Christianity and Judaism
the greatest civilization of the day stood in the basins of the mediterranean and the red sea. the religions of christianity and judaism divided this civilization, and though they were not at war with each other, they were surely not friendly to each other. the jews then remembered, as they still do, the rebellion jesus had launched against their religion. as much as they could, therefore, they worked secretly to stop the flow of christianity, the religion which forced them out of the promised land and assumed the roman color as its own throughout the empire. there were large communities of jews living in arabia, and a good number of them had settled in yaman and in yathrib. zoroastrianism, on the other hand, was anxious to prevent christianity from crossing the euphrates. hence, it lent its moral support to paganism while overlooking, or being mindful of, it’s spiritual and moral degradation. the fall of rome and the passing of its power under all forms of dissolution encouraged the multiplication of sects in christianity. these were not only becoming numerous and varied but were also fighting desperately with one another. indeed, the christian sects fell from the high level of faith to that of controversy regarding forms, figures, and words which related to the holiness of mary and her priority to her son, the christ. the sectarian controversies of christianity betray the level of degradation and decay to which christian thought and practice had sunk. it takes a truly decadent mind to discard content in favor of external form, to attach so much importance to externalities that the essence disappears under their opaque weight. and that is precisely what the christian sects did.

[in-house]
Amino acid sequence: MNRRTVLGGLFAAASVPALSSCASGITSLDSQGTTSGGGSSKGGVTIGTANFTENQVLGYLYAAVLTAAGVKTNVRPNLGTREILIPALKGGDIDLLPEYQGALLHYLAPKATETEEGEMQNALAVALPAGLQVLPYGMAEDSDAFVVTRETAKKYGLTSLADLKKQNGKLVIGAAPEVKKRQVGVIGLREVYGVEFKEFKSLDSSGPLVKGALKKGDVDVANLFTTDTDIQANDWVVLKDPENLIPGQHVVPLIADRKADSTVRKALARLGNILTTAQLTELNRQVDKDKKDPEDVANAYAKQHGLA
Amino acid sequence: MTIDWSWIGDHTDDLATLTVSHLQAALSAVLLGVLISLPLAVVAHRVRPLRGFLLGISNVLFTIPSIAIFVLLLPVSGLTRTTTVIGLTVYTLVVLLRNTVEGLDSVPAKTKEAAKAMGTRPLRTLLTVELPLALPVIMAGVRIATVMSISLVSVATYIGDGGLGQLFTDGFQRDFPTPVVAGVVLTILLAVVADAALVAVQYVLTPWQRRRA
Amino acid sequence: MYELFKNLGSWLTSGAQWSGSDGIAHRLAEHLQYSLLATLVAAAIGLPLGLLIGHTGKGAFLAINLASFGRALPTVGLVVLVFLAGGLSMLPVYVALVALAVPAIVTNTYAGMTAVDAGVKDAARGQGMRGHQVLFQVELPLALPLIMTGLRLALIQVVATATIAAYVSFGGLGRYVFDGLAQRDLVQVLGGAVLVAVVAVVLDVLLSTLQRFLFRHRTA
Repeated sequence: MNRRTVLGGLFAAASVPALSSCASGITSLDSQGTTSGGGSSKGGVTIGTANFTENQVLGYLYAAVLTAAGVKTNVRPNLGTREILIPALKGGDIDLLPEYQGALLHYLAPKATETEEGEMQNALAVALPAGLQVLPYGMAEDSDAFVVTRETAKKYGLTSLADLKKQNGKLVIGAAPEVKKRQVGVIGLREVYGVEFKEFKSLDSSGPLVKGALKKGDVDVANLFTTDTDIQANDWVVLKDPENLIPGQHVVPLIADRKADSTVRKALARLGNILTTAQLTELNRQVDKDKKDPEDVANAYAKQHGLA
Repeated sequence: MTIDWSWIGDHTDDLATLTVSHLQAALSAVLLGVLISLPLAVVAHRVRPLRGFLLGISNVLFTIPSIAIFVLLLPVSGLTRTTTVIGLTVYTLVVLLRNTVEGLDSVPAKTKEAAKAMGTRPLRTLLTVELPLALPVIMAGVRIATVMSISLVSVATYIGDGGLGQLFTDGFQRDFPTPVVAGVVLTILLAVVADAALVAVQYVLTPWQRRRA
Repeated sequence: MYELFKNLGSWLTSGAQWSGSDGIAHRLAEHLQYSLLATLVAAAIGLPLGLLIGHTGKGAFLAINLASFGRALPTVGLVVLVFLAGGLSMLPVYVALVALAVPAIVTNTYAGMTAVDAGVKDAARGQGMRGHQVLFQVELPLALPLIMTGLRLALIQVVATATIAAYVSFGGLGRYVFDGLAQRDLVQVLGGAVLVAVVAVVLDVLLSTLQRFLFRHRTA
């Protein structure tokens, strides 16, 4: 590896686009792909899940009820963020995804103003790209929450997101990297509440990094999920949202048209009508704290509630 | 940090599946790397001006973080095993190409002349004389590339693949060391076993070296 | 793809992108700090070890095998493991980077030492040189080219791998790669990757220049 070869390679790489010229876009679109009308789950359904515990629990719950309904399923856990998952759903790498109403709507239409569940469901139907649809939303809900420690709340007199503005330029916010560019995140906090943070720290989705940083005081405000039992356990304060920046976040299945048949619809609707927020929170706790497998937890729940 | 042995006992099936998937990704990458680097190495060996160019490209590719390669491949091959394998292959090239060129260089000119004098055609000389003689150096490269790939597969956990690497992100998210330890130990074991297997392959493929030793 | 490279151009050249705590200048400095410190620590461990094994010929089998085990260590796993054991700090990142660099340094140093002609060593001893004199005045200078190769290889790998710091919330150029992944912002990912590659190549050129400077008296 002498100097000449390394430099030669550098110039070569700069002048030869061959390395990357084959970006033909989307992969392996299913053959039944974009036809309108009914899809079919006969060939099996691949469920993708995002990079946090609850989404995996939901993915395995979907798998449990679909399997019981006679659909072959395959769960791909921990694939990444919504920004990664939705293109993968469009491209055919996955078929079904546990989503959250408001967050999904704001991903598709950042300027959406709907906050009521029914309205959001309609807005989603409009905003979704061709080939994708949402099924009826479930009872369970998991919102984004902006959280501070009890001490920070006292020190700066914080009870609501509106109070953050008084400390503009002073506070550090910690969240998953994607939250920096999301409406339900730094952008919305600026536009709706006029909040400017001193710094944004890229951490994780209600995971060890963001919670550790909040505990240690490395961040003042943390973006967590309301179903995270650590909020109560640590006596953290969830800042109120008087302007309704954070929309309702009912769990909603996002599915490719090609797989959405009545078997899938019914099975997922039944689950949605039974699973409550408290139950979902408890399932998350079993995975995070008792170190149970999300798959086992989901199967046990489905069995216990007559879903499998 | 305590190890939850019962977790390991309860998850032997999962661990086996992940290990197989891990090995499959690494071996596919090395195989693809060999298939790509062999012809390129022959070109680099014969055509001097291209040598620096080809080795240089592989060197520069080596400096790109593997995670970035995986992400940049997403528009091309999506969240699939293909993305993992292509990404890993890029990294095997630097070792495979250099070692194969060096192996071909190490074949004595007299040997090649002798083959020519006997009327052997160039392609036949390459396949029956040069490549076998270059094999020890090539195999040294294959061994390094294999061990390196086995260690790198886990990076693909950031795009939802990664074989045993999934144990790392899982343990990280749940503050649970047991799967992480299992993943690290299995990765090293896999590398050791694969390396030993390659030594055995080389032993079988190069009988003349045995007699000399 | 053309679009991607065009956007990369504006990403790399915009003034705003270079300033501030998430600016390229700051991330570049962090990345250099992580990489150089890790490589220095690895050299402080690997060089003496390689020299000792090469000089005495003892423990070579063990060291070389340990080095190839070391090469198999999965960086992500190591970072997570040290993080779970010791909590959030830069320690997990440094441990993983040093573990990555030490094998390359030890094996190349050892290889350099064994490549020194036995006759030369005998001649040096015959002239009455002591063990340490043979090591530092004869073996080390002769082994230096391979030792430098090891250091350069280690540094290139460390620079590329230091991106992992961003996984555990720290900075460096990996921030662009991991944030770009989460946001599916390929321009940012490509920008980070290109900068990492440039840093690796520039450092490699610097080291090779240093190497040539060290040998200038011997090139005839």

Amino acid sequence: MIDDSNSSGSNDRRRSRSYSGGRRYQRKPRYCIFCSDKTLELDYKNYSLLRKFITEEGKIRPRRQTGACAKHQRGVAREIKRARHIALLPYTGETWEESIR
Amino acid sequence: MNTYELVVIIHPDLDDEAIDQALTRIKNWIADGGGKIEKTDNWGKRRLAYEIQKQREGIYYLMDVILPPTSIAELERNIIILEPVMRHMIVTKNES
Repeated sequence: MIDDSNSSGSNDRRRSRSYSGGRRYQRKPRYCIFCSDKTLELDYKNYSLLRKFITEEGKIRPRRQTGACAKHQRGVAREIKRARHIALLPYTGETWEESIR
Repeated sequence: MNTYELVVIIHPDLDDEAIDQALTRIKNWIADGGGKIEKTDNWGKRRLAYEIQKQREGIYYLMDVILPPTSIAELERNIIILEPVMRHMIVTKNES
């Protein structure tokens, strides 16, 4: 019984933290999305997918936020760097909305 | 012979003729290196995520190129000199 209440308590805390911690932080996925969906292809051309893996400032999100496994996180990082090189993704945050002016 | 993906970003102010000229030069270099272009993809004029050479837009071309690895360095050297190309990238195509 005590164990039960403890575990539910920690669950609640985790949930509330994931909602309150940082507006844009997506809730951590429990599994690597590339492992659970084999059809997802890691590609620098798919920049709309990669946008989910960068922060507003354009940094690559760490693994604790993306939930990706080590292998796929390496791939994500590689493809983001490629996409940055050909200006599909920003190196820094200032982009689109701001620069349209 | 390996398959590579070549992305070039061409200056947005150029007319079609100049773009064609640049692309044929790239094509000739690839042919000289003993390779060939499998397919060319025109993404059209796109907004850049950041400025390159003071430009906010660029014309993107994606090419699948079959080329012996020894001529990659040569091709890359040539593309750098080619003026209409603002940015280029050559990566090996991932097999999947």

the subjects under controversy varied from place to place; the christians of al sham [al sham refers to the lands otherwise known as syria, lebanon, palestine, and jordan. -tr.] disputed other questions than those of hirah or abyssinia. in their contact with the christians, the jews did nothing to calm the raging controversies or to temper the generated antagonism. the arabs, on the other hand, were on good terms with the christians of damascus and yaman with whom they came into contact during the winter and summer caravan trips, as well as with the abyssinian christians who visited them from time to time. it was natural for them to refrain from taking sides with any christian party against another. the arabs were happy with their paganism, contented to follow in the footsteps of their ancestors, and prepared to leave both christians and jews alone as long as these were not interfering with their religion. thus, idol worship continued to flourish among them and even spread to the centers inhabited by their christian and jewish neighbors, namely najran and yathrib. the jews of yathrib tolerated idol worship, coexisted with it, and finally befriended it as the trade routes linked them to the pagan arabs with mutually beneficial relations.